Zap away atrial fibrillation?
Atrial fibrillation — called afib for short — is a rapid, irregular heartbeat caused by errant electrical signals in the heart’s upper chambers (atria). This heart rhythm disorder becomes more prevalent with age, affecting about one in 11 people ages 65 and older.
The chaotic heartbeat that characterizes afib usually comes and goes and may last anywhere from a few seconds to many hours — or much longer (see “Atrial fibrillation: Defined by its duration”). Although about 20% of people with afib don’t notice any symptoms, it can trigger a range of unsettling problems. These include a fluttering or thumping sensation in the chest, breathlessness, dizziness, anxiety, weakness, fainting, confusion, and fatigue.
Atrial fibrillation: Defined by its duration
Episodes of afib are often unpredictable and may be fleeting or last far longer. Over time, afib can become constant. Experts classify the disorder into three main categories based on its duration:
Paroxysmal. Episodes that occur intermittently (anywhere from daily to several times a year) but resolve spontaneously or with intervention within seven days of starting.
Persistent. An episode that lasts for longer than seven days. It will not resolve on its own and requires some type of treatment.
Permanent. Continuous afib that has lasted longer than a year.
Treatment goals and trends
Treating atrial fibrillation focuses on two main goals. One is to prevent stroke, the most feared complication of afib. During a bout of afib, blood pools inside the atria and tends to form clots, which can then travel to the brain and cause a stroke. To reduce this risk, many people with afib take an anti-clotting drug. The other goal is to tame the fast, irregular heart rate. Although certain medications (anti-arrhythmia drugs) can slow down the heart or help it stay in a normal rhythm, they aren’t always effective. But another option, a procedure called catheter ablation, is gradually becoming more widely used, says Dr. Paul Zei, director of the Comprehensive Atrial Fibrillation Program at Harvard-affiliated Brigham and Women’s Hospital.
“The most recent guidelines for treating atrial fibrillation have shifted catheter ablation more to the forefront of therapy decisions,” he says. During a catheter ablation, a doctor gently guides a thin, flexible tube (catheter) into a large vein and threads it up to the heart (see illustration).
When quality of life suffers
Currently, catheter ablation is an option for people with either paroxysmal (intermittent) or persistent afib who have tried medications without success. “For people considering ablation, it really boils down to quality of life. Many people are truly disabled by their symptoms,” says Dr. Zei.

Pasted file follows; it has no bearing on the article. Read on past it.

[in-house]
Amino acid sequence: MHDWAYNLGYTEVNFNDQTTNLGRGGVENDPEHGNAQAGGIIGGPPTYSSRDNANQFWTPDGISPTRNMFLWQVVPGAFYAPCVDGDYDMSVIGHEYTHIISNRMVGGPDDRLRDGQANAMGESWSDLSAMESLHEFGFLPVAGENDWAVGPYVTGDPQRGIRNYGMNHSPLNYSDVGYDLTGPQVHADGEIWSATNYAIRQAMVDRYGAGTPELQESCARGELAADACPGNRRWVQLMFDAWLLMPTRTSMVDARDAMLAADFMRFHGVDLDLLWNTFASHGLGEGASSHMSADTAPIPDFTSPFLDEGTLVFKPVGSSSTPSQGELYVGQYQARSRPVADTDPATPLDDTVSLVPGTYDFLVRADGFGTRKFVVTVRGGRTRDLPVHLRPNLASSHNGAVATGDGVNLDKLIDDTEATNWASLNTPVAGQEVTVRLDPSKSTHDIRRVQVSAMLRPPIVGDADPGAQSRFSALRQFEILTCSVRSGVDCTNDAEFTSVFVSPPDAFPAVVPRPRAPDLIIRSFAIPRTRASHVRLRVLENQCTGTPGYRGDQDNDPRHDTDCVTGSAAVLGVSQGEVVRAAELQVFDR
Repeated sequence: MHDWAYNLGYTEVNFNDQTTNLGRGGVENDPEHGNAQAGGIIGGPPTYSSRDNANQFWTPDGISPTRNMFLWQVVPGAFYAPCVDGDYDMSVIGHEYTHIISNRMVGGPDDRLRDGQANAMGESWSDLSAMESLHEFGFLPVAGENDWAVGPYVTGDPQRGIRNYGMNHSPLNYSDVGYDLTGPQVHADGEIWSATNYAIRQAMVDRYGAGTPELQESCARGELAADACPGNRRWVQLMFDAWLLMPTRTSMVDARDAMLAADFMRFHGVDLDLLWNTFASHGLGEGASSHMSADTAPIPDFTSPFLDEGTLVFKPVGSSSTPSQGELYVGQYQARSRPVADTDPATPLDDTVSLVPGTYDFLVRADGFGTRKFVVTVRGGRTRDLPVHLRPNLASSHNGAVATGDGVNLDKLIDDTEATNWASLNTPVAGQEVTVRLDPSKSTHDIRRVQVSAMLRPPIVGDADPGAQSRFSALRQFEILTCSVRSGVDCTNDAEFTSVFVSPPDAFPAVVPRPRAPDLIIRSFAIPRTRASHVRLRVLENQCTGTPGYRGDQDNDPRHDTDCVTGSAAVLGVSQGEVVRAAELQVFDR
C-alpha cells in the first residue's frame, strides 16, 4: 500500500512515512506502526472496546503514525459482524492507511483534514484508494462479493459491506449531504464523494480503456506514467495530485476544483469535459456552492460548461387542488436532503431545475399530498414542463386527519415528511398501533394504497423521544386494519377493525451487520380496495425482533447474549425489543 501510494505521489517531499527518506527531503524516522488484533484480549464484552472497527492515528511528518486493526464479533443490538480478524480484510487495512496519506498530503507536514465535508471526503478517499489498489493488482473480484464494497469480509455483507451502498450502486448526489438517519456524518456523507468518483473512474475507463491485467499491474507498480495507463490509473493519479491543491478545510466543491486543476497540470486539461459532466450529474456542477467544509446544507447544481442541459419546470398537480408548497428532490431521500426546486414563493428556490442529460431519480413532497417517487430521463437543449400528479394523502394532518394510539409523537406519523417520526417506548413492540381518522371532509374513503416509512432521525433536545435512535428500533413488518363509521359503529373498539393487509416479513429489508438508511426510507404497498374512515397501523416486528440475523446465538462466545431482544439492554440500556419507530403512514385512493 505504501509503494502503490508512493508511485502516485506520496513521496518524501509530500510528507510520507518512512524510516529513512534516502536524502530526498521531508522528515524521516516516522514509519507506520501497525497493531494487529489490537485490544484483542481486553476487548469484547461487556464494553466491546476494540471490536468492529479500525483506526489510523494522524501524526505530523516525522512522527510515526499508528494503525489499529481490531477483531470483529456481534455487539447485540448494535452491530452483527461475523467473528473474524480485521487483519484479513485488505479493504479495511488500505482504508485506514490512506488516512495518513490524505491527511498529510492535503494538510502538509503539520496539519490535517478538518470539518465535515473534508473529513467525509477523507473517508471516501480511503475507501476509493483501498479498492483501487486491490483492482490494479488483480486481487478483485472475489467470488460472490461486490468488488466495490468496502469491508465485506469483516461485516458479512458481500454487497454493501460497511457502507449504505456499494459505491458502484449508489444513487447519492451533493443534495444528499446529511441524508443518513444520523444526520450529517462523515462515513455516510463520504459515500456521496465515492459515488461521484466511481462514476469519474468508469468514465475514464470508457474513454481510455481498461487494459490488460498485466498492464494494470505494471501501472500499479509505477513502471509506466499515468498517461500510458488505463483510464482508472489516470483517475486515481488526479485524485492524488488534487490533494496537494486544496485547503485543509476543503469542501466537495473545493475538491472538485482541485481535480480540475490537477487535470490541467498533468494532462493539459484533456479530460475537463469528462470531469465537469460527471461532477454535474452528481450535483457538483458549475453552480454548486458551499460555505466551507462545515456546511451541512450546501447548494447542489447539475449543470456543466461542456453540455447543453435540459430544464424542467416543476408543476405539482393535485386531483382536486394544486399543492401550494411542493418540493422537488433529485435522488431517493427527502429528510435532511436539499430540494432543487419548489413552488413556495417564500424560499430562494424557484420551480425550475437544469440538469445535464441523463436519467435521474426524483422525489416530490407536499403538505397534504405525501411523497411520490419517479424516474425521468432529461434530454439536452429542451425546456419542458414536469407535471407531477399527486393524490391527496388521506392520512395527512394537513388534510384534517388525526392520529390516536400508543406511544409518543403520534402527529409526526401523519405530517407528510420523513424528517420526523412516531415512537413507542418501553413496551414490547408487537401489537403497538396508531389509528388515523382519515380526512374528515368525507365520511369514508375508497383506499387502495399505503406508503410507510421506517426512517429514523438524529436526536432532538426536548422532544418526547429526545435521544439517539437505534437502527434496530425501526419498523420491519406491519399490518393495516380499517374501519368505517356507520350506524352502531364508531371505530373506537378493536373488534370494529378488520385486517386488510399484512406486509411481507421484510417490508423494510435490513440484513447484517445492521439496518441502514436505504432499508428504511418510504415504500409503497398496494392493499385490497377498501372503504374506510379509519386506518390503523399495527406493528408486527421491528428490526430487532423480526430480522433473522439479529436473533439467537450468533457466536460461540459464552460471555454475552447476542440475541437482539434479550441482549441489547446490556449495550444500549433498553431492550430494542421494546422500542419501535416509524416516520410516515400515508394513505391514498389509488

Some people with disabling symptoms from paroxysmal afib might undergo ablation even without trying drugs first, he adds. This shift stems from the observation that ablation tends to be more successful in people with paroxysmal afib than persistent afib. Experts are beginning to realize that afib is a progressive, chronic condition that becomes more challenging to treat as time goes on, says Dr. Zei. For people with permanent afib, the benefits of catheter ablation remain unclear.
The overall success rate for catheter ablation is about 75%. Sometimes, people undergo a second procedure if the first one doesn’t work, which boosts the success rate to nearly 90%. The risks range from bleeding at the catheter insertion site to serious but very rare complications, such as heart attack or stroke. In addition, some people must still take anti-arrhythmic drugs after the procedure; the drugs tend to work better following an ablation.
People often wonder if they also need to take anti-clotting drugs after an ablation, says Dr. Zei. These drugs help prevent dangerous blood clots that can lead to a stroke. Because afib increases the risk of stroke by up to five times, doctors often prescribe anti-clotting drugs to people with afib. But having an ablation does not necessarily change the equation. The decision to prescribe anti-clotting drugs depends on a person’s overall risk of stroke, which takes into account age as well as other health conditions, such as high blood pressure, diabetes, or a previous heart attack or stroke.
This article was originally posted by Harvard Health on March 16, 2018.